Research & Training

CFS Research and Training Activities by Topic

School Success

A Close Inspection of the Academic Language Used by K-3 Students

This project involved collaboration with Northern Arizona University to investigate the distinct vocabulary and grammatical features that students with above- and below-average oral language abilities use. Academic language is the malleable factor as it can be improved upon through instruction and is associated with later achievement in reading and writing. The findings will provide critical information to develop interventions to improve academic language for early elementary school students. The Academic Language of Primary Students (ALPS) research team collected nearly 9000 narrative and expository language samples from 1037 K-3 students. The samples have been analyzed using several different coding strategies and the PIs are currently working on their dissemination plan including conference presentations, peer reviewed manuscripts, and educator-friendly academic language guidance documents. Moreover, the samples will be transferred to an open access repository so they can be  used by other researchers in the coming years.

Contact: Trina Spencer, PhD
Funder: U.S. Department of Education

Development and Pilot Testing of Modular-based Consultation using Evidence-Based Practices for Teachers of Students with Emotional Disturbance (MOTIVATED)

This project involves developing and testing a modular approach for use by elementary teachers who deliver instruction in self-contained classrooms that include students with emotional and behavioral disorders. The modules are comprised of evidence-based practices that teachers can select and customize to fit the needs of their classrooms. Project coaches collaborate with teachers to ensure improvements in class-wide student behavior. 

Contact: Kimberly Crosland, PhD
Funder: U. S. Department of Education

Development of Math and Science Domains of the School Readiness Curriculum Based Measurement (SRCBM) System

This project involves the development and validation of English and Spanish tests of young children’s language, literacy, math and science achievement. Teacher-administered screening and progress monitoring forms in combination with associated diagnostic assessments form a seamless assessment system for children in Preschool, prekindergarten, and kindergarten. SRCBM supports universal screening, universal benchmarking, and more frequent progress monitoring with the aim of supporting educators plan targeted instruction.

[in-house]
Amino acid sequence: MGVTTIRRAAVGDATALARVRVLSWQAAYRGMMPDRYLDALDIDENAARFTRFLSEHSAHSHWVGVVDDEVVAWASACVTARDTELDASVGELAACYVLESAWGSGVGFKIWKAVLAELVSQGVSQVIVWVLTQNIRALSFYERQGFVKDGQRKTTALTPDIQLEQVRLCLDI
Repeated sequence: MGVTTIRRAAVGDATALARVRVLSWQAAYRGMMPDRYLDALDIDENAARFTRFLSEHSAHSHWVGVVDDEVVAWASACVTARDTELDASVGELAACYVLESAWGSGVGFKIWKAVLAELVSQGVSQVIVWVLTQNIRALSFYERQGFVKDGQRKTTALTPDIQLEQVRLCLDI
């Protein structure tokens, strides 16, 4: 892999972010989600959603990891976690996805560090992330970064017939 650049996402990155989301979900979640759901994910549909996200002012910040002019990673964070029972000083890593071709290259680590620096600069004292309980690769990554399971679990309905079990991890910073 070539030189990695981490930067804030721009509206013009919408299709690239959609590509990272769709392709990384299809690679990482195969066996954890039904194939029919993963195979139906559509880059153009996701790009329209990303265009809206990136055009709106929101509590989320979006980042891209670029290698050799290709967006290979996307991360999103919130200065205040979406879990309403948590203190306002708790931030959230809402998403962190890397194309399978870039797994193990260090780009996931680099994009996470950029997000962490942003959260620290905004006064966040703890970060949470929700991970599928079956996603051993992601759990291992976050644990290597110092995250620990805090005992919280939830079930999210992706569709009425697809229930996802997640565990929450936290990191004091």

Contact: Jason Anthony, PhD
Funder: U. S. Department of Education

Effect of Bilingual vs Monolingual Methods of Explicit English Vocabulary Instruction on 4th Grade Spanish-Speaking English Learners (EL): Exploring Accuracy, Retention, and Transfer of Learning

This study compares the effectiveness of mixed-language (English and Spanish) vs single language (English) vocabulary instruction in promoting learning of English words by 4th grade Spanish speaking children who are learning English. Students receive 6 weeks of vocabulary instruction twice a week via remote instruction (using Microsoft Teams) with USF instructors. Students learn 60 academic words that are taught via 6 units about the Florida Everglades. There is reason to believe that instruction that incorporates Spanish definitions in teaching academic English words may benefit Spanish-speaking children who are learning English as a second language. Results of this research are expected to help design more effective curricular materials for English learners.

Contact: Maria Carlo, PhD
Funder: U. S. Department of Education

Effects of Home and Classroom Practices on Language, Cognitive, and Social Development of Young Spanish-Speaking Dual Language Learners

English learners living in poverty are at risk for later reading difficulties and are less likely than their peers to encounter the level of responsive, extended conversations in their homes and preschools needed for school readiness. Furthermore, many types of dual language programs in U.S. schools operate in ways that delay regular exposure to English until later grades, rather than systematically teaching in ways that build on students’ knowledge of their home language to accelerate English proficiency. USF is collaborating on this project to evaluate a dual-language approach that: a) maintains and improves the home language of English learners who speak mostly Spanish in their homes via parent coaching, and b) simultaneously coaches teachers to use an explicit cross-language transfer approach in which sophisticated concepts are introduced in Spanish before English. Expected findings are increased understanding of effective classroom instruction and family engagement approaches for English learners at risk of later reading difficulties.

Contact: Maria Carlo, PhD
Funder: University of Texas Health Sciences Center/U. S. 
Department of Education